We can teach children to value relaxation, quiet time, and sleep. Even children who don't have trouble sleeping need to know how to calm down, unwind from their day, and look forward to going to sleep.

Here are some tips to make bedtimes easier:

Figure out why. If your child is resisting going to bed, or says "I'm not tired," or has trouble falling or staying asleep, think about what might be the source of the problem.

Maybe your child is afraid of being alone or in the dark.

Have there been small life changes in your family recently, like schedule changes or visitors? Or big life changes, like illness, divorce, death in the family, or moving to a new city or neighborhood?

Maybe your child is too wound up and tense to relax for sleep.

Keep in mind that children have unique temperaments with different energy levels and different degrees of sensitivity to stimulation from their environment. Know your child's traits. Maybe your child truly needs more positive time and attention from a parent. Understanding the source of the problem helps you develop a strategy.

A firm time. Regardless of the source of the sleep problem, choose a consistent time - within a 15-minute range -- for your child to go to bed. Be respectful but firm in sticking to this rule. Don't allow yourself to get into an argument or long explanation about why the bedtime is this, instead of that.

Set the stage every night. Design a regular going-to-bed routine that includes comforting closeness between you and your child. Establish a sequence in which each activity follows the other in a similar order every night. Predictable routine gives children a feeling of security.

Calm activities. Slow down all activities at least an hour before bedtime. Of course, daily exercise and fresh air are important for good sleep, too, but not within the hour or two before bedtime.

Limit caffeinated drinks and chocolate. Be aware that caffeine-- including sodas, colas, and tea-- past mid-afternoon may keep your child awake at night.

A calm room. Try to create a calm space near your child's bed, without a lot of toys or distractions. Ideally, there would be no TV, computers or video games in the room. If they are in the room, turn them off well before bedtime.

Timer reminder. At least 20 to 30 minutes beforehand, remind your child of the approaching time to go to bed. You can then set a kitchen timer at, say 20 minutes, and let the ding signal "It's that time!"

Relaxation exercises. Begin your going-to-bed routine with a short breathing, stretching, or body relaxation exercise. Here's a quick breathing technique. It not only helps children sleep better, but also develops mental focus and calmness throughout the day:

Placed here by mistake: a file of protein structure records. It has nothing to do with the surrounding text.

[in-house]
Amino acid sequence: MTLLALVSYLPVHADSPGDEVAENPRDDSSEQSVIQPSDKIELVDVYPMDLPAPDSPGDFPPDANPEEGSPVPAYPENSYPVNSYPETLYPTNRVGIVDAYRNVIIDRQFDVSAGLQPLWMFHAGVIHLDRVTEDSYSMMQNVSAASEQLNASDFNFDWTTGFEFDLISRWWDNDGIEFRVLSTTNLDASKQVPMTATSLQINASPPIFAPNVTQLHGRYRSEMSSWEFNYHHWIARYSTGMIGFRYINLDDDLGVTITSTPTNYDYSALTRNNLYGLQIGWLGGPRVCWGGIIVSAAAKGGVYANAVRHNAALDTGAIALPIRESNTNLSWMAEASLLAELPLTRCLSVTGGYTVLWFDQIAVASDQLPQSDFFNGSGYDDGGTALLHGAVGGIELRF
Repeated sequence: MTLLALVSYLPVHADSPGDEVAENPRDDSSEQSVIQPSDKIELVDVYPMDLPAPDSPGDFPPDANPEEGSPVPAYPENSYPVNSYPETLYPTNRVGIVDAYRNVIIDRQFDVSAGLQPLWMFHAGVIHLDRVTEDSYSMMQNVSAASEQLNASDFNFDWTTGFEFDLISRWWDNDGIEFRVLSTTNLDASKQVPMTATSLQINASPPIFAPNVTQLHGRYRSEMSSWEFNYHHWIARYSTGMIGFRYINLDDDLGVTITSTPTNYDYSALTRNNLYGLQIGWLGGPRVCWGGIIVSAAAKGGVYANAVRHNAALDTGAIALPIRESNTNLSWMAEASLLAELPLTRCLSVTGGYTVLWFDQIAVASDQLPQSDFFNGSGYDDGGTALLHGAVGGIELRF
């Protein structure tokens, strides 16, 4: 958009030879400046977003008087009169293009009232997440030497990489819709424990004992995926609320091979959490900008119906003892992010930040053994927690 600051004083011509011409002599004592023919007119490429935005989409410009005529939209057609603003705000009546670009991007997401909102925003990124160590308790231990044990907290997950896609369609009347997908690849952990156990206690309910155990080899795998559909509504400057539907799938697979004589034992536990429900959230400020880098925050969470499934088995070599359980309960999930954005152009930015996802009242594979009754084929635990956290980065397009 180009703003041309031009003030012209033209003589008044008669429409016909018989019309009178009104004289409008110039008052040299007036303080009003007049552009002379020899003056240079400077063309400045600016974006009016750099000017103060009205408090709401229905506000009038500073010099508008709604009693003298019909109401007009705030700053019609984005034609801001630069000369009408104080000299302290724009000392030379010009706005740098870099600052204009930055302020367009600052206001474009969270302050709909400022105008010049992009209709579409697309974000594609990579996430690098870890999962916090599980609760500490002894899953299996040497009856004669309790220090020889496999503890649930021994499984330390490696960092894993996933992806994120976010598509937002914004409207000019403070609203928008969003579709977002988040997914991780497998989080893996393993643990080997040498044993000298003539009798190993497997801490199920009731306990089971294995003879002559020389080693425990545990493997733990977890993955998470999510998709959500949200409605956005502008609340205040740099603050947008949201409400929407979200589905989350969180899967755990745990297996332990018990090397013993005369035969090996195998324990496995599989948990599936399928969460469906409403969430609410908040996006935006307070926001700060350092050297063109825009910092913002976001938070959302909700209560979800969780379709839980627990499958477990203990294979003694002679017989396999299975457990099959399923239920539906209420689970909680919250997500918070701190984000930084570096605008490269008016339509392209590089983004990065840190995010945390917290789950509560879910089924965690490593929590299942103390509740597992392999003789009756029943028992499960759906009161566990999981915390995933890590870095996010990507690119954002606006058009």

o Balloon-Belly Breathing. Put one hand on your abdomen, also called your belly. Pretend your belly is a balloon. Breathe in slowly ... and feel your balloon-belly get bigger as it fills with air ... Now breathe out slowly ... and feel your balloon-belly get flatter as you let the air out. Repeat 3 to 4 times.

Offer some choices. Let kids pick the pajamas they'd like to wear. Let them pick the book or story they'd like to read or hear. Let them choose whether to brush their teeth before or after they dress for bed.

Read a story aloud. Or make up a story. Tell stories from your own life. Speak with a soothing, calm voice. Sit close or snuggle with your child especially during story time.

Say goodnight and leave the room -- maybe. Leave while your child is still awake. Of course, this varies from child to child. Let them know you're nearby, but avoid returning every time he calls out with a request. If your child doesn't want you to leave, remind her that you will have more time together the following day. But it's best to establish this between ages 4 - 6 months. If you're starting to establish this at a later age, when they are older, you might need to ease into this change more carefully and slowly - also checking on them at intervals.

Generally when children learn to fall asleep without a parent there, they are better able to sleep through the entire night or go back to sleep easily when they do wake up.

Parents, Relax Yourselves! When parents are stressed, tense or exhausted, children sometimes absorb their feelings. Our tensions and moods can be contagious to those close to us. Tune in to yourself often. If you're worked up and feeling stressed, impatient, or sleep-deprived yourself, it's difficult to model calmness and relaxed centeredness for your child.

Set aside relaxation time for yourself every day. Let your child see you make sleep and relaxation time a priority for yourself, too, so your child will value sleep and relaxation time.

© Jane Barnholdt 2011. All rights reserved.

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